In addition, internal or external customers provide the best view of the process from an outside-in standpoint. Customer needs and successes are heavily linked to their perception of how incidents are handled, particularly when it comes to touchpoints and moments of truth encountered during their interactions with service provider personnel and products. Getting their input is vital in ensuring that the mapped process is relevant to their needs and generates outcomes that meet their requirements and perceptions.

The same angle can be applied to third-party suppliers, particularly those who are heavily invested in the service provider’s operations. While their involvement may be ringfenced by the signed contractual obligations which are inextricably linked to financial and capacity limitations, their perspectives can be useful in understanding the most effective way of handling incidents escalated by the service provider that meets business outcomes and customer satisfaction targets.

3. Draw using standard notation

With the information in place and stakeholder perspectives gathered, the next step is to draw the process so that it’s understood by all persons involved. Adopting a standardized framework for mapping, such as ISO/IEC 19510 or BPMN v2.0, is best, especially when dealing with stakeholders who are unaware of mapping notation.

Start with an informal workshop, where all participants use flip charts, markers, and sticky notes to iterate to a final version. Then, formally document the final result using specialized mapping software, such as Microsoft Visio or online tools like Draw.io or Lucidchart.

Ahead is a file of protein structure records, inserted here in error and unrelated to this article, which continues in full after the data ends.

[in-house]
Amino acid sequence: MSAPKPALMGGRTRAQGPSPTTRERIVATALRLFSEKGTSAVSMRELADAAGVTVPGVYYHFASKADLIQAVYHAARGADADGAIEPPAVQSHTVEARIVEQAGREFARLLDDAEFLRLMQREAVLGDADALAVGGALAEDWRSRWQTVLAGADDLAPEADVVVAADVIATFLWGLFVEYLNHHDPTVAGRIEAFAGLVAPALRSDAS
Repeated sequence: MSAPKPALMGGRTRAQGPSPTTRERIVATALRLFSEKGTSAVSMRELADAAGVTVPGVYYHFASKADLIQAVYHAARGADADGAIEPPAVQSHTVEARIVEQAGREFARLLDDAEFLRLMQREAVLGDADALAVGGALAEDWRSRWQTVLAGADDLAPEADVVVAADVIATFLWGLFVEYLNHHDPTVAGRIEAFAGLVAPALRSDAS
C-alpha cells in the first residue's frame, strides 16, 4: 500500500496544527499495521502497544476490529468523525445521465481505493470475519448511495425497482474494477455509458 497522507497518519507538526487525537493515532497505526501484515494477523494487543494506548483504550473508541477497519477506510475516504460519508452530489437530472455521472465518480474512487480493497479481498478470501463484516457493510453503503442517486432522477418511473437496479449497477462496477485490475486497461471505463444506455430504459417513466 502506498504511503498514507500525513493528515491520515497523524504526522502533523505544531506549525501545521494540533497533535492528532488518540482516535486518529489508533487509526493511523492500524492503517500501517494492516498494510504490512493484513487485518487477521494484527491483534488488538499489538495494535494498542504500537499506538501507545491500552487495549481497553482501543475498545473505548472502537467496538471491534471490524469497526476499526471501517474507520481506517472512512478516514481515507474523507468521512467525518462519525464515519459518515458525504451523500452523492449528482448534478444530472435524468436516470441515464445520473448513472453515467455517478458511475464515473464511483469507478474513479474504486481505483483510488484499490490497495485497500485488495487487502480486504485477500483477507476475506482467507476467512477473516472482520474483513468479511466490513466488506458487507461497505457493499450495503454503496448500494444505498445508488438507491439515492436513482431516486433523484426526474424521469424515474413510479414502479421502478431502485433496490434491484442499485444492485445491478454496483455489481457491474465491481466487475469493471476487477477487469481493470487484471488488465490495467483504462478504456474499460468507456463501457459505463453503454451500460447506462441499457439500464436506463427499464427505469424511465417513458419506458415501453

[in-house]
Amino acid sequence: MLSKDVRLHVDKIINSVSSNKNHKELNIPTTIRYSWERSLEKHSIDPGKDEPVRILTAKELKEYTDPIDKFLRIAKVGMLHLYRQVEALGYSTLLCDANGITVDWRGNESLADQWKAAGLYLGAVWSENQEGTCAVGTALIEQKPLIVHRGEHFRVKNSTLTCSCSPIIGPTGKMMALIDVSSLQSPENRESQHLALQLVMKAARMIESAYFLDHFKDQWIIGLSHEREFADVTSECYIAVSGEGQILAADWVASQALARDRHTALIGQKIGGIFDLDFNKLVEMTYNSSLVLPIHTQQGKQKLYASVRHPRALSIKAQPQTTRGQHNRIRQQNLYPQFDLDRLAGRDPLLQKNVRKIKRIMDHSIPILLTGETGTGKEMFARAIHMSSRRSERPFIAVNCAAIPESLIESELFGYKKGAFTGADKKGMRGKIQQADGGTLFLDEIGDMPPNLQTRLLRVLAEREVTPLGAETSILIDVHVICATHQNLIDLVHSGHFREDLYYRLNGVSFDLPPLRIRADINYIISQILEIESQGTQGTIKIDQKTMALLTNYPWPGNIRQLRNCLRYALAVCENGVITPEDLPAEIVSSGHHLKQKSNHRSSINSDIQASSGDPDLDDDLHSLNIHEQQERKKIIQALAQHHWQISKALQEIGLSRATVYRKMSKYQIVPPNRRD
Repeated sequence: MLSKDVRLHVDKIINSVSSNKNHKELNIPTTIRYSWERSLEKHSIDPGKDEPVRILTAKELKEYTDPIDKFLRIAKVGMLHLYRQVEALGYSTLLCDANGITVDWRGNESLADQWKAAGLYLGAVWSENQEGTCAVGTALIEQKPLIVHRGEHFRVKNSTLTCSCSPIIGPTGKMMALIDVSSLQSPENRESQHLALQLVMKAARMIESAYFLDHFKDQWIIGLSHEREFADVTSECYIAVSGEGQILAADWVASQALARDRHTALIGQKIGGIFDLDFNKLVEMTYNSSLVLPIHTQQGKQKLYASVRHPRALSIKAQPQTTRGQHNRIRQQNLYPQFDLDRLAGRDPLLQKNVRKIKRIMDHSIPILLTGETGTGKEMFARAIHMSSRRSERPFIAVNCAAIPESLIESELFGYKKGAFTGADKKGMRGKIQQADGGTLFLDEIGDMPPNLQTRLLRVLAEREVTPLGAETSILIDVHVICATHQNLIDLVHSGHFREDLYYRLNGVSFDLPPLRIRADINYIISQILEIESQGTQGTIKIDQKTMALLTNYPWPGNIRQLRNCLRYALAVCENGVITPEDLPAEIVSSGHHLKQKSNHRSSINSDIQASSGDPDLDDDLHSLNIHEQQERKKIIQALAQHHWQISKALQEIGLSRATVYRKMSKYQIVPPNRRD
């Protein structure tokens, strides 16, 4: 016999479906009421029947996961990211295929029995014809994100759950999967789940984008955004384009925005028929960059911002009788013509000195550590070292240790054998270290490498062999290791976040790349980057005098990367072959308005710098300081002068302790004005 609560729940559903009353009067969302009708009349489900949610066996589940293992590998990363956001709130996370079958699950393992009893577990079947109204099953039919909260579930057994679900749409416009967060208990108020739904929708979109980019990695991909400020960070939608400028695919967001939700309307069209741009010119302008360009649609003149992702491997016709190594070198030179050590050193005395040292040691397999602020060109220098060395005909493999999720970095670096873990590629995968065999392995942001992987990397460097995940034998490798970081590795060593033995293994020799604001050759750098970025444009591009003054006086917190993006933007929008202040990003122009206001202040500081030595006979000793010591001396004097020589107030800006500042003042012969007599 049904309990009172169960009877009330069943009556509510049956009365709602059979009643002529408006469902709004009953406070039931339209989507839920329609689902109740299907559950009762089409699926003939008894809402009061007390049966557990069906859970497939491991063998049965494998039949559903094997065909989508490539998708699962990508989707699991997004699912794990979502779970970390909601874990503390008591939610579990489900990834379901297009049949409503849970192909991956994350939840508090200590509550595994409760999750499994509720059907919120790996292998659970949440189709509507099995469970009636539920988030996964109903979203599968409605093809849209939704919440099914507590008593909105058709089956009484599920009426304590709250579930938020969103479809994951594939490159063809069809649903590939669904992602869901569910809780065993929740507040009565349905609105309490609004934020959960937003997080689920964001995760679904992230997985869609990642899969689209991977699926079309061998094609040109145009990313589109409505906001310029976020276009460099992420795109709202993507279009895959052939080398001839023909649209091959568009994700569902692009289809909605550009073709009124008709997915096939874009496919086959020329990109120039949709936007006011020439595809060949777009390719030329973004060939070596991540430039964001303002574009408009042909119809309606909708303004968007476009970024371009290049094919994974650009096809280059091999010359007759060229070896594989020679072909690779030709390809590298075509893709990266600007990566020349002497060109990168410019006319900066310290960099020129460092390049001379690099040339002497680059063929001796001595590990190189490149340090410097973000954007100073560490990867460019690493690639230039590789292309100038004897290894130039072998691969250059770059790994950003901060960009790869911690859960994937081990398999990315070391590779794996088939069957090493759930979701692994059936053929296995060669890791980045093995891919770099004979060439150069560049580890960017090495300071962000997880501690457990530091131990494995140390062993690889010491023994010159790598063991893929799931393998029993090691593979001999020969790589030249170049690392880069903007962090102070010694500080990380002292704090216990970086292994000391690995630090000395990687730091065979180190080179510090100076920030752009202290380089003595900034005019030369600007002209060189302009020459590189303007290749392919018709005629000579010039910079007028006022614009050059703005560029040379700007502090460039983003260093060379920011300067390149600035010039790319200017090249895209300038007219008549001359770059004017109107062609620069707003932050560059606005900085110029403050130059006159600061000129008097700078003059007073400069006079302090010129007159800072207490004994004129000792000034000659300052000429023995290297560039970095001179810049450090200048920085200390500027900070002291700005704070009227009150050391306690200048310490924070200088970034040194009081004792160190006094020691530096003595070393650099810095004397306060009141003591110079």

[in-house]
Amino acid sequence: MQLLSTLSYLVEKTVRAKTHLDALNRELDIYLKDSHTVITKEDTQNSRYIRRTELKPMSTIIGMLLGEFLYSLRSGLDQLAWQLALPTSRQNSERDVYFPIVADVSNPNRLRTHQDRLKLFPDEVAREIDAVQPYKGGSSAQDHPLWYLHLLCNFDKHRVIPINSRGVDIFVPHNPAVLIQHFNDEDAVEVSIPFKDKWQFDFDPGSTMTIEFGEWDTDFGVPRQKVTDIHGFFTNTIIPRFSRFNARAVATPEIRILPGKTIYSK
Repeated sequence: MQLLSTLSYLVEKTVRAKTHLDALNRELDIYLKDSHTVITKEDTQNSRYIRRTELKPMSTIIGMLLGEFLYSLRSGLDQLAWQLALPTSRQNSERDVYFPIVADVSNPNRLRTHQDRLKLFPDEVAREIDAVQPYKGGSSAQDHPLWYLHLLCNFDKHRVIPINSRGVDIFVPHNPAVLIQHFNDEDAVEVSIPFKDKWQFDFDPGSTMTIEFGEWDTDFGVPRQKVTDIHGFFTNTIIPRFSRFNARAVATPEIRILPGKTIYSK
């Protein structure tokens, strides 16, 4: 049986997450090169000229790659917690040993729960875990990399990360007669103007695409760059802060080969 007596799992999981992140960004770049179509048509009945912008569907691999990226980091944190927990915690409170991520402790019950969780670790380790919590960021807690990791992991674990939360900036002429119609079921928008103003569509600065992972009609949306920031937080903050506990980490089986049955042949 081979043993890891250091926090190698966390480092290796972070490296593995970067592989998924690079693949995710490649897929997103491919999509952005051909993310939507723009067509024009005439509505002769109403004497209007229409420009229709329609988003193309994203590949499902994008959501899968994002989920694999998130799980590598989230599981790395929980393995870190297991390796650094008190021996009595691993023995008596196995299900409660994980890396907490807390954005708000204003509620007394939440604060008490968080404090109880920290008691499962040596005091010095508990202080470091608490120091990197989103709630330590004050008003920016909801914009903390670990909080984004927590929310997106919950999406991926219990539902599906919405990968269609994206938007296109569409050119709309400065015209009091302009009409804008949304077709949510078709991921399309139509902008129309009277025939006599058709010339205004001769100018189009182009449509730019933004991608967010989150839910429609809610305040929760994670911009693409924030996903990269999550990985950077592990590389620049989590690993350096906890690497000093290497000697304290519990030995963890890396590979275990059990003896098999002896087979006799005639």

This is where standard notation becomes useful in outlining where processes start and end, activities and tasks, decision or deviation points, and roles involved as shown in the example below. A cross functional flow chart is typically best for this work, but stick to basics and avoid complexity (e.g. crisscrossing lines, huge variety of object types, etc.) until all stakeholders understand mapping notations.

Basic incident management process map

The level of detail will vary depending on your target audience. If your diagrams are extremely detailed, it’s unlikely anyone will reference them. Instead, focus on simplicity. This simplicity will keep you focused on your real goal: ensuring all stakeholders agree and are clear on how incident management is carried out within your organization.

4. Optimize and customize accordingly

Once you’ve mapped the incident management process, use the map as your basis for continual improvement. Your improvement journey might include:

  • Adopting best practices and international standards on incident management
  • Deploying systems to support the process, such as:
    • Knowledge bases
    • Automated detection, escalation, and resolution
  • Improving response and resolution timelines among others
  • Reviewing regularly with stakeholders the mapped processes in order to:
    • Identify bottlenecks and pain points
    • Prioritize improvements aligned with the customer and business needs

Remember that the benefits of mapping are maximized when stakeholders reach consensus, on roles, activities, and metrics. This consensus contributes to alignment with stakeholder expectations.

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About the author

Joseph Mathenge

Joseph Mathenge

Joseph is a global best practice trainer and consultant with over 14 years corporate experience. His passion is partnering with organizations around the world through training, development, adaptation, streamlining and benchmarking their strategic and operational policies and processes in line with best practice frameworks and international standards. His specialties are IT Service Management, Business Process Reengineering, Cyber Resilience and Project Management.